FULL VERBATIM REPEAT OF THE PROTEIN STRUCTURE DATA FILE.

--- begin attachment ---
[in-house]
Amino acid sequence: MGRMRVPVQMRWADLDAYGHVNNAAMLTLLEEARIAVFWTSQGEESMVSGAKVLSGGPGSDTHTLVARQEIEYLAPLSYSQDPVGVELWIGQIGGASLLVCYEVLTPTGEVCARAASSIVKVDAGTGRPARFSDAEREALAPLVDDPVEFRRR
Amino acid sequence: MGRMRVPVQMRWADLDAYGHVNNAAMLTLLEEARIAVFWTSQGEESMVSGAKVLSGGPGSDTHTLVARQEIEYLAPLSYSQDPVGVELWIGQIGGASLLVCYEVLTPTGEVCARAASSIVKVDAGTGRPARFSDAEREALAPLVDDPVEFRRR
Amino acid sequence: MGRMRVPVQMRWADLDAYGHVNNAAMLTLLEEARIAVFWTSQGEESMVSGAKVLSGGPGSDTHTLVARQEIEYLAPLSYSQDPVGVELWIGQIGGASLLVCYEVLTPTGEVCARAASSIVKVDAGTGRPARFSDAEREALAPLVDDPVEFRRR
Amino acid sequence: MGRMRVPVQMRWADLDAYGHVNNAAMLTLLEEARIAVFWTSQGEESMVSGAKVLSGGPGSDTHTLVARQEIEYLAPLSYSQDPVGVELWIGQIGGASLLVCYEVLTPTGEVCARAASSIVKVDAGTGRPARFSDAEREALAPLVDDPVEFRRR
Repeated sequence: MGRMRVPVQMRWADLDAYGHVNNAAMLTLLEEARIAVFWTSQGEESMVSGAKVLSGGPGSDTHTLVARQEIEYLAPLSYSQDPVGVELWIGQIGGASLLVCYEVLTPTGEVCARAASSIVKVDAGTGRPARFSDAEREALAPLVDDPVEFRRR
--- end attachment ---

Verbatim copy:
[in-house]
Amino acid sequence: MGRMRVPVQMRWADLDAYGHVNNAAMLTLLEEARIAVFWTSQGEESMVSGAKVLSGGPGSDTHTLVARQEIEYLAPLSYSQDPVGVELWIGQIGGASLLVCYEVLTPTGEVCARAASSIVKVDAGTGRPARFSDAEREALAPLVDDPVEFRRR
Amino acid sequence: MGRMRVPVQMRWADLDAYGHVNNAAMLTLLEEARIAVFWTSQGEESMVSGAKVLSGGPGSDTHTLVARQEIEYLAPLSYSQDPVGVELWIGQIGGASLLVCYEVLTPTGEVCARAASSIVKVDAGTGRPARFSDAEREALAPLVDDPVEFRRR
Amino acid sequence: MGRMRVPVQMRWADLDAYGHVNNAAMLTLLEEARIAVFWTSQGEESMVSGAKVLSGGPGSDTHTLVARQEIEYLAPLSYSQDPVGVELWIGQIGGASLLVCYEVLTPTGEVCARAASSIVKVDAGTGRPARFSDAEREALAPLVDDPVEFRRR
Amino acid sequence: MGRMRVPVQMRWADLDAYGHVNNAAMLTLLEEARIAVFWTSQGEESMVSGAKVLSGGPGSDTHTLVARQEIEYLAPLSYSQDPVGVELWIGQIGGASLLVCYEVLTPTGEVCARAASSIVKVDAGTGRPARFSDAEREALAPLVDDPVEFRRR
Repeated sequence: MGRMRVPVQMRWADLDAYGHVNNAAMLTLLEEARIAVFWTSQGEESMVSGAKVLSGGPGSDTHTLVARQEIEYLAPLSYSQDPVGVELWIGQIGGASLLVCYEVLTPTGEVCARAASSIVKVDAGTGRPARFSDAEREALAPLVDDPVEFRRR